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Filming Above Ground The Sets And Locations
Inside a nondescript building in a secret location in midtown Manhattan lies NYC Transit's brand-spanking-new, state-of-the-art Rail Control Center, which handles the entire subway system's never-ending flow of human traffic. In The Taking of Pelham 1 2 3, this is where Garber sits at his desk and wages a battle of life or death with a Jekyll-and-Hyde-like hijacker. 

Although much of the movie was shot on site – due to the doggedness of Tony Scott's long-time location manager Janice Polley, along with NYC Transit's liaison, Alberteen Anderson – the locale that sets the pulse of the film remained hidden from cameras. 

Anderson initially took the filmmakers to the recently vacated former Rail Control Center in Brooklyn, made famous in the 1974 version of Pelham. Though dormant, the space is still functional and serves as a backup to the new center. "The Brooklyn facility gave us good insight into the layout and how the system works,” production designer Chris Seagers says. "We would have loved to film there, but logistically it wasn't practical. Everything was hard-wired in, none of the desks moved, and obviously we couldn't pull out walls or control the computer screens.”

After the initial visit to the former facility, Scott and a select few members of the filmmaking team were granted access to the new facility. "It was like NASA, this amazing, huge space,” Seagers says. The new Control Center looked like – according to Seagers – a movie set. "We decided to create our own version,” the production designer explains. "We took the essence of the new center's design, with all its flash, and combined it with bits-and-pieces of details from the older control room, which was classic New York City, down and dirty.”

The crew erected the fantasy Rail Control Center on a soundstage at Kaufman-Astoria Studios in Queens. Among its features: 150-foot-long video boards with interactive playback. "Chris Seagers got the guy who designed the actual NYC Transit boards to design ours, so it's virtually a carbon copy,” says Black. 

Meanwhile, back down in the tunnels, things were getting cramped. As anyone who rides the subway at rush hour knows, space is tight. Explains executive producer Barry Waldman: "When you're trying to film inside the train operator's cab, which is probably five-by-three, there is no way to squeeze in two actors, a make-up artist, hair, wardrobe, and sound person.”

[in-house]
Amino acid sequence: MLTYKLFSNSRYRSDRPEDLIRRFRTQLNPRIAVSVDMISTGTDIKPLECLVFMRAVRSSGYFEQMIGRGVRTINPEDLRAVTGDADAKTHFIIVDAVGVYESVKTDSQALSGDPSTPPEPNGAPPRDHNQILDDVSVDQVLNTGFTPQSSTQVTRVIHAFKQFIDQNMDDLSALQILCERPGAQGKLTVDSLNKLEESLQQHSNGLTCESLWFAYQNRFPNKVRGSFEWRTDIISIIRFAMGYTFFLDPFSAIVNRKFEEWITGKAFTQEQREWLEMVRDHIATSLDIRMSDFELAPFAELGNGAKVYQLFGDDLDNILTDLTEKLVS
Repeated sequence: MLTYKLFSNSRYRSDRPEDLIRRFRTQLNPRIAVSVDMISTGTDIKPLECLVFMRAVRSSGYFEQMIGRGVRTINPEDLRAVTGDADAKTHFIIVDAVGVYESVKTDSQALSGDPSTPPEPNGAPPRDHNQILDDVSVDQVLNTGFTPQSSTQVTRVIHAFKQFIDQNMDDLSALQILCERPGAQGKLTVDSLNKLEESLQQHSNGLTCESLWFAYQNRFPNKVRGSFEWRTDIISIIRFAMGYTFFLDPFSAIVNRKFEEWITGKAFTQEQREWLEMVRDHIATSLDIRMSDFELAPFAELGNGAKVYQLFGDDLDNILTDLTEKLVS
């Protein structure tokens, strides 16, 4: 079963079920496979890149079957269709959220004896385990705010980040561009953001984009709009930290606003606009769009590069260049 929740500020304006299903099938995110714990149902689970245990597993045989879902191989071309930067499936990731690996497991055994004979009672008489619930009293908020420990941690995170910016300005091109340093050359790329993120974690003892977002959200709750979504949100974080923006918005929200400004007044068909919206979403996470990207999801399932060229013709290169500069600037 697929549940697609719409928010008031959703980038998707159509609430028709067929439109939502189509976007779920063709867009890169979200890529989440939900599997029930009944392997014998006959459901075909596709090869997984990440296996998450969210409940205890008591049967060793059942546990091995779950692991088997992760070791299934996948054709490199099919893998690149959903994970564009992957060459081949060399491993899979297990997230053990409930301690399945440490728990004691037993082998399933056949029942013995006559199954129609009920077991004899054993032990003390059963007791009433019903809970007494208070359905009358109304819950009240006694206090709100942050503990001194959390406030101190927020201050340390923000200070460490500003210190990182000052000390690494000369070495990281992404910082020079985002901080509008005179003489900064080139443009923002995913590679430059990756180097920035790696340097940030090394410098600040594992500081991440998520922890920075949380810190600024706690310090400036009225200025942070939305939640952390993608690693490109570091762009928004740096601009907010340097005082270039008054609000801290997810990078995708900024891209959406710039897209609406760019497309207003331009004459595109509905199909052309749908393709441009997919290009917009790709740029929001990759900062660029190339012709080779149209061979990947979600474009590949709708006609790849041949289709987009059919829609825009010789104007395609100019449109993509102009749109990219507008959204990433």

Not to mention the four, sometimes five, cameras that Scott employed. "Directors are getting used to having multiple cameras, but Tony definitely brings it to another level,” cinematographer Tobias Schliessler says. From his perch on an apple box, Scott quietly guided his multiple camera operators during each take, like a maestro conducting his orchestra. Even in the smallest of spaces, Scott often brought in a 360-degree dolly track. Yet not even the director could magically fit his actors, crews, and cameras into a closet designed for a solitary train operator.

The solution: build a better subway car. On stage at Kaufman Astoria Studios, the crew constructed a car from scratch, using pieces from real trains. NYC Transit was eager to help; after all, it's not easy finding ways to recycle 40 tons of steel. (And yet they do: old subway cars are buried at sea, used to rebuild eroding barrier reefs.) 

The new subway car was designed to accommodate all the cameras the director could want and more. "We could open all the doors where we wanted to, remove all the panels that we needed to, light it any way we wanted to, and build shooting platforms all the way around it,” Waldman says. Built on a hydraulics system and placed on a track, the car could move 40 feet then stop on a dime.

Even the actors couldn't tell the faux car from the real deal. "The first time I saw it, I thought t

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